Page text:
When David Pstrak ’85 thinks about his life journey from tuba-playing band nerd to senior project manager for the U.S. Nuclear Regulatory Commission (NRC), he can only smile and shrug.

“Honestly, I think some of it was just luck,” says Pstrak. “I think it’s about embracing the opportunities that have come my way in life and being the right person at the right time. But there are times when I do wonder how I have done the things that I have been able to do.”

Life, as Pstrak has found out, sometimes just happens.

After graduating from CofC, Pstrak completed the rigorous nuclear training program at the Charleston Naval Shipyard. He worked there until 1993, when he landed a job in the private sector as an instructor for the packaging, transportation and disposal of nuclear material. Part of his responsibilities included training upper management personnel at the NRC on the transportation regulations for nuclear material. The NRC was so impressed with his work that the agency created a project manager position for him at its headquarters in Rockville, Maryland.

From there, Pstrak began to build an international reputation as a leader in packaging and transporting nuclear materials. In 2021, the International Atomic Energy Agency (IAEA) in Vienna, Austria, tapped him to be the chair of its Transport Safety Standards Committee (TRANSSC) – a six-year commitment. TRANSSC is responsible for developing the safety regulations used around the world for packaging and transporting radioactive materials.

“That was a huge honor for me,” he says. “For the NRC and me to be recognized by an international agency like the IAEA is an incredible feather in all of our caps.”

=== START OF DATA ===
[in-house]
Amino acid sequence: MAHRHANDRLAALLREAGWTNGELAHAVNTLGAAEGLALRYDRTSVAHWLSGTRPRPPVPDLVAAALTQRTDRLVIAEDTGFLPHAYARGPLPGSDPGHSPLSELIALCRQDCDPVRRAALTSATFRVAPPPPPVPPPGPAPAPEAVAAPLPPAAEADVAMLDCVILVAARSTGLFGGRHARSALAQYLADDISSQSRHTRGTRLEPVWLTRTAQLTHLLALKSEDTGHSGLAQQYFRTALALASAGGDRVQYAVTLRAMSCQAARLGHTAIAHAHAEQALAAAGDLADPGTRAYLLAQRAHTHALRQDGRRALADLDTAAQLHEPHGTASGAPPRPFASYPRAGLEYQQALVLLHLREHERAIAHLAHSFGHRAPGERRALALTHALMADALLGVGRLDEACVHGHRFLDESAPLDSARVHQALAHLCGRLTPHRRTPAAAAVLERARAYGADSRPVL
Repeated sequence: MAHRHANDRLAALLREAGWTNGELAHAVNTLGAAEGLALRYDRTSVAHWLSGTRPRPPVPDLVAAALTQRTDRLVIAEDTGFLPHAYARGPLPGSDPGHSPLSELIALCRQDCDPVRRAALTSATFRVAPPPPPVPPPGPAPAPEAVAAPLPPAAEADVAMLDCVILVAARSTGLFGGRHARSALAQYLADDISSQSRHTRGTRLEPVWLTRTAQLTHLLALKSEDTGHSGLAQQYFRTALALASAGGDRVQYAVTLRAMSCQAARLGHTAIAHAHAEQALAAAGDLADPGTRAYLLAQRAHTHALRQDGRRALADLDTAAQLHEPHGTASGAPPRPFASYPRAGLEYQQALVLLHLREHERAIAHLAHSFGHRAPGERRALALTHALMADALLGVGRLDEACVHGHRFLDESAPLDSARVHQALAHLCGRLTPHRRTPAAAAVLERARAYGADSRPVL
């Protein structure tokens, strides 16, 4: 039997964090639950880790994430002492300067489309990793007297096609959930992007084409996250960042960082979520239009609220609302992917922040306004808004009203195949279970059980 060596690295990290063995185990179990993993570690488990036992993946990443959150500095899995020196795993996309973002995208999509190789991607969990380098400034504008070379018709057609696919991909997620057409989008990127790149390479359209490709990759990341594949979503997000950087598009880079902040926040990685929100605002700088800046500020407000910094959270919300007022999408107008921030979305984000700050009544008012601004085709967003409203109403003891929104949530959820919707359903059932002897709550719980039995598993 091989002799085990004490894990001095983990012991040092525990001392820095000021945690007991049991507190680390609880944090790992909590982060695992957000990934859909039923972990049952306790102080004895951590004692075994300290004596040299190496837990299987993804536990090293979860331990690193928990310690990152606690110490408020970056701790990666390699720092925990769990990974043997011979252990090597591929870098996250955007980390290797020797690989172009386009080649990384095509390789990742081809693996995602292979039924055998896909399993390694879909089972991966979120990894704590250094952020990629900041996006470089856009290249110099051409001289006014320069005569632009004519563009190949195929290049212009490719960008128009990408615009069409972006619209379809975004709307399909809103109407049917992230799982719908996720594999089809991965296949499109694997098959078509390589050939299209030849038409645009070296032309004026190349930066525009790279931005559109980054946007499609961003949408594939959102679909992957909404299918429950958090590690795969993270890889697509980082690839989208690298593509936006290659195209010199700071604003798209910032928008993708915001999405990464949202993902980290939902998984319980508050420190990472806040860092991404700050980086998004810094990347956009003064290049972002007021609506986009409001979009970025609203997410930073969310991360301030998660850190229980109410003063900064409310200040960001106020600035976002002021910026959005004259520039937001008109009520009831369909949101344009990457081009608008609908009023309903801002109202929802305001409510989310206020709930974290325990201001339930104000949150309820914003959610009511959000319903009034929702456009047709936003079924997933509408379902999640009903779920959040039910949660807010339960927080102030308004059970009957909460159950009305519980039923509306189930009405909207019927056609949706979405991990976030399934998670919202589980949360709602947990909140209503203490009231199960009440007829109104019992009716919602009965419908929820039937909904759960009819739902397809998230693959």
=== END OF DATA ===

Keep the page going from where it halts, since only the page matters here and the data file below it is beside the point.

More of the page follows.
One of five siblings to graduate from CofC, Pstrak credits his liberal arts education at the College, where he majored in geology while on a music scholarship, for helping him advance up the ladder of the NRC. His ability to communicate with his colleagues was vital in that ascendancy.

“The NRC is full of great engineers, and they speak in the language of engineering and math,” says Pstrak, who now works remotely from his new home in Brevard, North Carolina. “I think they liked me at the NRC because I could communicate at a different level. Speaking mathematics and speaking English are different languages.”

But it’s the language of music, perhaps, that brings Pstrak the most joy. His love of brass instruments began at an early age in Alexandria, Virginia. He was a fast study and hard worker and quickly earned a reputation as one of the area’s top young performers. He taught himself to play the tuba prior to his freshman year in high school in Charleston, and by the time he graduated, he was good enough to become the youngest member of the Charleston Symphony Orchestra. After moving to Maryland to work for the NRC, he became a member of the NFL’s Baltimore Ravens marching band.

“Playing in front of 75,000 screaming fans was a thrill of a lifetime,” says Pstrak, who still performs with bands and orchestras in Brevard. “Playing music has brought much joy in my life.”

Some people are just lucky.